Trudie Lobban MBE, Founder & CEO, Arrhythmia Alliance, who hosted the event, said:

“Manual pulse rhythm checks are already mandated in the NHS Health Check but are not being offered to patients by many healthcare professionals, which is why we are calling for a commissioned National Screening Programme for AF. A manual pulse check, is so simple to do, takes less than a minute and does not cost the NHS – but the benefits in preventing AF-related strokes and unnecessary deaths are enormous. Everyone needs to be aware of their pulse and how to manually check for an irregular rhythm.”

Jim Fitzpatrick MP added:

“I was shocked to hear about the numbers of people walking around today completely unaware that they have AF and who could be at risk of a debilitating or life-threatening AF-related stroke. I fully endorse the work of the Arrhythmia Alliance and AF Association and their call for a national screening programme. The pulse rhythm check I had taken showed just how simple and easy it is to identify someone who may have AF.”

AF is the most common heart rhythm abnormality, and is associated with a third of ischaemic strokes, which are typically more severe and debilitating for the patient. Data from stroke registries show that both unknown and untreated or under treated AF is responsible for most of these strokes. The tragedy is that most could be prevented if efforts were directed towards detection of AF before stroke occurs, through screening or case finding, and the provision of oral anticoagulant medications to prevent clots being formed in the heart, dislodging to be carried to an artery of the brain, blocking the circulation and causing an AF-related stroke.

For more information about the Arrhythmia Alliance and AF Association or to sign the pledge, please go to: www.heartrhythmalliance.org

 

11 Nov

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Communities in Poplar and Limehouse could be equipped with lifesaving defibrillators, following £1 million government funding

November 11, 2016 | By | No Comments

Jim Fitzpatrick MP for Poplar and Limehouse has welcomed the news that The British Heart Foundation (BHF) and the Department of Health (DH) have launched a £1 million partnership to make public access defibrillators and CPR training more widely available in communities across England.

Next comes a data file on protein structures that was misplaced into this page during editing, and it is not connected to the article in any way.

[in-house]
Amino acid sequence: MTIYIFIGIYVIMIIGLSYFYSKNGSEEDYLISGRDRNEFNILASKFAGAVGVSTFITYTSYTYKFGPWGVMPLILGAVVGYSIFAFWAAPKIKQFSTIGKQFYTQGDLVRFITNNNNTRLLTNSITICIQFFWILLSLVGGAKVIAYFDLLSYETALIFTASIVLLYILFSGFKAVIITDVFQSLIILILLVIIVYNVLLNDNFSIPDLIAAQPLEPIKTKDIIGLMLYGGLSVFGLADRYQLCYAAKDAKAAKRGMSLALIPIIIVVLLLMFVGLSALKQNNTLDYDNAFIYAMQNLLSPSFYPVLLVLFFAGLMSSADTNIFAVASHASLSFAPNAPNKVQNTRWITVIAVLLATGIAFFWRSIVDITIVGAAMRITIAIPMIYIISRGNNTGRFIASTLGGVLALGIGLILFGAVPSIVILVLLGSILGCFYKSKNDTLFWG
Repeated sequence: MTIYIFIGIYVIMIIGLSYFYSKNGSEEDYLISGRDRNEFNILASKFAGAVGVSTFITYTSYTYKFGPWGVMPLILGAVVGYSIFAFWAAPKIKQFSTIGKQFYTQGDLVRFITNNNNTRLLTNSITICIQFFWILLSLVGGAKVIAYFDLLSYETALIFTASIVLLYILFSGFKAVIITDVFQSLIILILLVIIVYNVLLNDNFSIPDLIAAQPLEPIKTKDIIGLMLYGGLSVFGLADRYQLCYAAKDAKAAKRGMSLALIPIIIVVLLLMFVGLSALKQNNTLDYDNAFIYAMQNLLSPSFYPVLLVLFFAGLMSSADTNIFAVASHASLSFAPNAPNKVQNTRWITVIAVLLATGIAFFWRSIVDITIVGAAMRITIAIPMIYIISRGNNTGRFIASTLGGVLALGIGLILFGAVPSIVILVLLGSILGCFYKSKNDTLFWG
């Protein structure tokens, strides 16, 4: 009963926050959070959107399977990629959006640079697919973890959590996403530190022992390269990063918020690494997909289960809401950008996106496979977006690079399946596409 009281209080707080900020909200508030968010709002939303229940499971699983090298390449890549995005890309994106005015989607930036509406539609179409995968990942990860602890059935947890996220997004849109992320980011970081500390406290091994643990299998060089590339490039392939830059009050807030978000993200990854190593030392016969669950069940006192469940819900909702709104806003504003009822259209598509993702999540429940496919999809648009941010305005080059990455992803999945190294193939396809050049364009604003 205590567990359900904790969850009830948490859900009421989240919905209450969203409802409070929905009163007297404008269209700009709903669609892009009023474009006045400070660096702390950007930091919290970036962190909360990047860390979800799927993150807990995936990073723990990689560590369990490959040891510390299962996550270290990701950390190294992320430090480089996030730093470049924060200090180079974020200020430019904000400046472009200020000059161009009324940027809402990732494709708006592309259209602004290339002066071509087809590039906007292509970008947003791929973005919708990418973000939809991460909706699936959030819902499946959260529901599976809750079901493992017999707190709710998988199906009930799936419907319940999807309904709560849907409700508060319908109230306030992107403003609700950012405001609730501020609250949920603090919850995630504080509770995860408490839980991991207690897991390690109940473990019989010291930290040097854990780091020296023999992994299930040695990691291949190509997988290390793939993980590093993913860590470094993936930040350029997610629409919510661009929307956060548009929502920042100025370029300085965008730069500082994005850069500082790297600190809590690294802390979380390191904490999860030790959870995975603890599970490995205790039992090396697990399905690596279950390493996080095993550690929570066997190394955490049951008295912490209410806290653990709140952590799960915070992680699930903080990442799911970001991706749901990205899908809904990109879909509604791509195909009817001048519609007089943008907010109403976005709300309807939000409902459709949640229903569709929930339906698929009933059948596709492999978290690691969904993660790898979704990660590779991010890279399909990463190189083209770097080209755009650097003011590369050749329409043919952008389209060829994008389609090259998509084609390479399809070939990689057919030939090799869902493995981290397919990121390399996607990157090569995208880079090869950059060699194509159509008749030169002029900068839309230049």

Over 700 defibrillators were placed across the country last year, thanks to the first £1 million of government funding. The charity hopes to increase availability of defibrillators by a similar number this year. So far, the BHF has helped fund over 14,000 lifesaving defibrillators in towns, cities and villages across the UK.

Latest figures from the BHF show just 22% people in the UK would use a defibrillator themselves in an emergency. The charity warns this lack of awareness and confidence could be wasting valuable time and costing lives.

Jim Fitzpatrick MP said:

“It’s fantastic news that the BHF and the Department of Health are working together for a second year to provide £1 million investment to provide hundreds of defibrillators as well as training in CPR to communities across the country.

“When someone suffers a cardiac arrest, their heart stops pumping blood around their body and they will die within minutes without treatment. For every minute without defibrillation, a person’s chance of survival decreases by around 10 percent. 3 Learning CPR and an increase in publically accessible defibrillators will empower people in Poplar and Limehouse to know what to do in an emergency and save lives. I encourage all organisations to check if they’re eligible to apply for this funding.”

The BHF will now welcome applications for public access defibrillators from organisations such as charities, social enterprises, community groups and commercial organisations working in partnership with the NHS Ambulance Service. Each award will come with the BHF’s CPR and defibrillator awareness training programme, Call Push Rescue, allowing many more people in local communities to gain the skills and confidence to save a life.

Organisations can check if they are eligible, and apply for the free community package including up to five public access defibrillators and a Call Push Rescue training kit, by visiting: bhf.org.uk/defibengland

 

11 Nov

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Jim Fitzpatrick MP shows support for women and men affected by breast cancer at Parliamentary Reception

November 11, 2016 | By | No Comments

APPGBC hosts ‘Breast Cancer Awareness Month’ Reception and launches parliamentary inquiry into geographic inequalities in breast cancer services